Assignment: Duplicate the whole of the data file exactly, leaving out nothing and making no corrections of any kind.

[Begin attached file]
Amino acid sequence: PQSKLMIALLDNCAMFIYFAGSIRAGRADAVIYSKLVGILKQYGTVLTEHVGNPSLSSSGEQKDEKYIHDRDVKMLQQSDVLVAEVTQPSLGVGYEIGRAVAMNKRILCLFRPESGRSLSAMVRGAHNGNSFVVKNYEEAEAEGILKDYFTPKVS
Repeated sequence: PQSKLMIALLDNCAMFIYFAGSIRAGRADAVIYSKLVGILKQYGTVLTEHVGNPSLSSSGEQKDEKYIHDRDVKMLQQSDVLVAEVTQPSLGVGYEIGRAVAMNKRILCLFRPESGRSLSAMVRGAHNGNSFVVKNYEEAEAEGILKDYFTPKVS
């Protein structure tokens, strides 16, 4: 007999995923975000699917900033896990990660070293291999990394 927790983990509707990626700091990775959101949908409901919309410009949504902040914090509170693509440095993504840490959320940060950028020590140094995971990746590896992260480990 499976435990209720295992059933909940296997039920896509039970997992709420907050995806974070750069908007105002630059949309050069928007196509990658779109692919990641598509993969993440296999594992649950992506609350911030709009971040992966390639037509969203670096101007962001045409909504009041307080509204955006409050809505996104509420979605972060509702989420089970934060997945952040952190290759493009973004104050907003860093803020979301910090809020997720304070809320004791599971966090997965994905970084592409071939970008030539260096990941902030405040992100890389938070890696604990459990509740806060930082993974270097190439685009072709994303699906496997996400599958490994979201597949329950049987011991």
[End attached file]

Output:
Amino acid sequence: PQSKLMIALLDNCAMFIYFAGSIRAGRADAVIYSKLVGILKQYGTVLTEHVGNPSLSSSGEQKDEKYIHDRDVKMLQQSDVLVAEVTQPSLGVGYEIGRAVAMNKRILCLFRPESGRSLSAMVRGAHNGNSFVVKNYEEAEAEGILKDYFTPKVS
Repeated sequence: PQSKLMIALLDNCAMFIYFAGSIRAGRADAVIYSKLVGILKQYGTVLTEHVGNPSLSSSGEQKDEKYIHDRDVKMLQQSDVLVAEVTQPSLGVGYEIGRAVAMNKRILCLFRPESGRSLSAMVRGAHNGNSFVVKNYEEAEAEGILKDYFTPKVS
């Protein structure tokens, strides 16, 4: 007999995923975000699917900033896990990660070293291999990394 927790983990509707990626700091990775959101949908409901919309410009949504902040914090509170693509440095993504840490959320940060950028020590140094995971990746590896992260480990 499976435990209720295992059933909940296997039920896509039970997992709420907050995806974070750069908007105002630059949309050069928007196509990658779109692919990641598509993969993440296999594992649950992506609350911030709009971040992966390639037509969203670096101007962001045409909504009041307080509204955006409050809505996104509420979605972060509702989420089970934060997945952040952190290759493009973004104050907003860093803020979301910090809020997720304070809320004791599971966090997965994905970084592409071939970008030539260096990941902030405040992100890389938070890696604990459990509740806060930082993974270097190439685009072709994303699906496997996400599958490994979201597949329950049987011991």